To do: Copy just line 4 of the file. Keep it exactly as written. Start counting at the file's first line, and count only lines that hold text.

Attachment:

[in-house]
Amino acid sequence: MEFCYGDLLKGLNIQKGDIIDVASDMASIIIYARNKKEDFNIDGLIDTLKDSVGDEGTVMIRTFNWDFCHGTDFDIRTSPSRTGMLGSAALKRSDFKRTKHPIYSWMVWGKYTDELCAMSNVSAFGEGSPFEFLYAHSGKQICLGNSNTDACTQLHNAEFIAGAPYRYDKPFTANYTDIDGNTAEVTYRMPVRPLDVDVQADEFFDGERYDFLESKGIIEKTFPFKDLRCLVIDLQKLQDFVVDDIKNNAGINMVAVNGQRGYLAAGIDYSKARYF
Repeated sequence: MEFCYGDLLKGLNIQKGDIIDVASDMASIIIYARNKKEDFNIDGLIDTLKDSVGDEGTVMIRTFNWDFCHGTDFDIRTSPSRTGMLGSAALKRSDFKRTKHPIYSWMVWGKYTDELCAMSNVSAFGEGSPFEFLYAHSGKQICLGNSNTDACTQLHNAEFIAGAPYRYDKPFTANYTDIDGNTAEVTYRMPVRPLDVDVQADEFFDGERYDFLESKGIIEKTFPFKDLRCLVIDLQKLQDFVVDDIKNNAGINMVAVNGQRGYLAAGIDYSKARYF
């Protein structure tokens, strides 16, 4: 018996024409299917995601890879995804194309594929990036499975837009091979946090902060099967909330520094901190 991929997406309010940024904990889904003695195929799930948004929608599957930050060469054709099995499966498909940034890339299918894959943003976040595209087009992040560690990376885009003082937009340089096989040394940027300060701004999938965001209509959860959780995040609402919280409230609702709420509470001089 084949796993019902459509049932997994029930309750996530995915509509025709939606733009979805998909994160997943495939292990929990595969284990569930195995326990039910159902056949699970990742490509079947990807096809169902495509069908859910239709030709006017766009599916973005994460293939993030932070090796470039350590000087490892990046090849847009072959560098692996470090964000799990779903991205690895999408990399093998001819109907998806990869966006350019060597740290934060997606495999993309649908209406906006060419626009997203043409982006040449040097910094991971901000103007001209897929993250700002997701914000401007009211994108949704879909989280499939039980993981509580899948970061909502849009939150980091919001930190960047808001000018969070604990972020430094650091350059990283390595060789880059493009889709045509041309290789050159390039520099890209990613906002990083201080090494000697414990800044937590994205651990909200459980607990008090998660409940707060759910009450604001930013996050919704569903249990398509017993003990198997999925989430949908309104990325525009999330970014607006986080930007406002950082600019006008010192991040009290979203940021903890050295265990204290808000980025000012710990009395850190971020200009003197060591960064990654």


């Protein structure tokens, strides 16, 4: 018996024409299917995601890879995804194309594929990036499975837009091979946090902060099967909330520094901190 991929997406309010940024904990889904003695195929799930948004929608599957930050060469054709099995499966498909940034890339299918894959943003976040595209087009992040560690990376885009003082937009340089096989040394940027300060701004999938965001209509959860959780995040609402919280409230609702709420509470001089 084949796993019902459509049932997994029930309750996530995915509509025709939606733009979805998909994160997943495939292990929990595969284990569930195995326990039910159902056949699970990742490509079947990807096809169902495509069908859910239709030709006017766009599916973005994460293939993030932070090796470039350590000087490892990046090849847009072959560098692996470090964000799990779903991205690895999408990399093998001819109907998806990869966006350019060597740290934060997606495999993309649908209406906006060419626009997203043409982006040449040097910094991971901000103007001209897929993250700002997701914000401007009211994108949704879909989280499939039980993981509580899948970061909502849009939150980091919001930190960047808001000018969070604990972020430094650091350059990283390595060789880059493009889709045509041309290789050159390039520099890209990613906002990083201080090494000697414990800044937590994205651990909200459980607990008090998660409940707060759910009450604001930013996050919704569903249990398509017993003990198997999925989430949908309104990325525009999330970014607006986080930007406002950082600019006008010192991040009290979203940021903890050295265990204290808000980025000012710990009395850190971020200009003197060591960064990654």